I did a Ubuntu 12.04 minimal install (from CD-RW), basically following the HowTo discussed on http://wiki.xbmc.org/index.php?title=Installing_XBMC_for_Linux#Official_Team_XBMC_repositories. It took me surprisingly long to find out, what the basis for XBMCbuntu is, and which alternatives exist (I considered OpenElec and other distros/other versions of Ubuntu).
There are several other HowTos, which are more detailed and apparently there is none covering the most recent version vanilla installation in details (although this is easy to do, it would be nice).
login as unpriviledged Ubuntu user "xbmc".
sudo su - apt-get install python-software-properties pkg-config apt-get install software-properties-common add-apt-repository ppa:team-xbmc/ppa apt-get update apt-get install xbmc
First test start (no autostart yet)
exec su -c "xinit /usr/bin/xbmc --standalone -- -nocursor :0" xbmc
It worked (tm), but without hardware acceleration apparently, see Debug settings in XBMC or simply press "o" (see http://wiki.xbmc.org/index.php?title=Keyboard for the XBMC keyboard layout).
Hardware acceleration should work, but it does not. Reading XBMC forum entries yielded some hints, that the Intel driver must be above a certain version number.
Check version of driver:
apt-cache policy xserver-xorg-video-intel --> [..]2:2.17[..]
this is too old (e.g. no sna acceleration for Intel 2000), need to install this from yet another ppa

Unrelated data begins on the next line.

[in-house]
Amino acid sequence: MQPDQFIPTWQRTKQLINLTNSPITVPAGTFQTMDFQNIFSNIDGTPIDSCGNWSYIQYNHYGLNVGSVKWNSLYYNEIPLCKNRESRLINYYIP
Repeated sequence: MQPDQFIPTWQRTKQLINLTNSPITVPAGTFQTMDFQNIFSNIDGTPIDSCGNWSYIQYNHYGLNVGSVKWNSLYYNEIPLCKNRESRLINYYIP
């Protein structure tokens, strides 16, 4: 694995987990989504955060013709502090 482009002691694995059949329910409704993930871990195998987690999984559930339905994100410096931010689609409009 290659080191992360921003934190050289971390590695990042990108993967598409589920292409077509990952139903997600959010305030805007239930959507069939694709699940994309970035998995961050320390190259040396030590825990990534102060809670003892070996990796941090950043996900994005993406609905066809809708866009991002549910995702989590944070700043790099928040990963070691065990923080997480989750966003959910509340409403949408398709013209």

sudo add-apt-repository ppa:glasen/intel-driver [..]Installs 2.2:21[..]
There where some warnings about KMS deactivated in grub with e.g. "i915.modeset=0" in /etc/default/grub
sudo apt-get update sudo apt-get dist-upgrade
This installed mesa et al. and the new Intel driver.But starting xbmc crashed the X server.
It seemed that X had been initialized using the correct SNA module:
xbmc@hollywood:~$ cat /var/log/Xorg.0.log | grep -i sna [ 48.445] (**) intel(0): Option "AccelMethod" "sna" [ 48.776] (II) intel(0): SNA initialized with Ivybridge (gen7, gt1) backend
It turns out, that the default user does not belong to the video group by default, see: http://ubuntuforums.org/showthread.php?t=2122588, which boils down to
xbmc@hollywood:/var/log$ sudo usermod -a -G video xbmc xbmc@hollywood:/var/log$ sudo usermod -a -G audio xbmc
and we are go.
HD audio via HDMI
I skipped HD Audio via HDMI, as this would only work with the TV, but not the amplifier (which is an old Fisher analog stereo amp with analog input only). If you want HD audio, prepare for some trouble: See here as an entry point: http://forum.xbmc.org/showthread.php?tid=156400 See here: http://forum.xbmc.org/showthread.php?tid=34655, and also here (very useful): http://wiki.xbmc.org/index.php?title=AudioEngine/HOW-TO:_Configure_audio, and finaly this: http://wiki.xbmc.org/index.php?title=Intel_Linux_Modifications_for_HD_Audio i.e. it seems we hit the jackpot again, as 12.04 has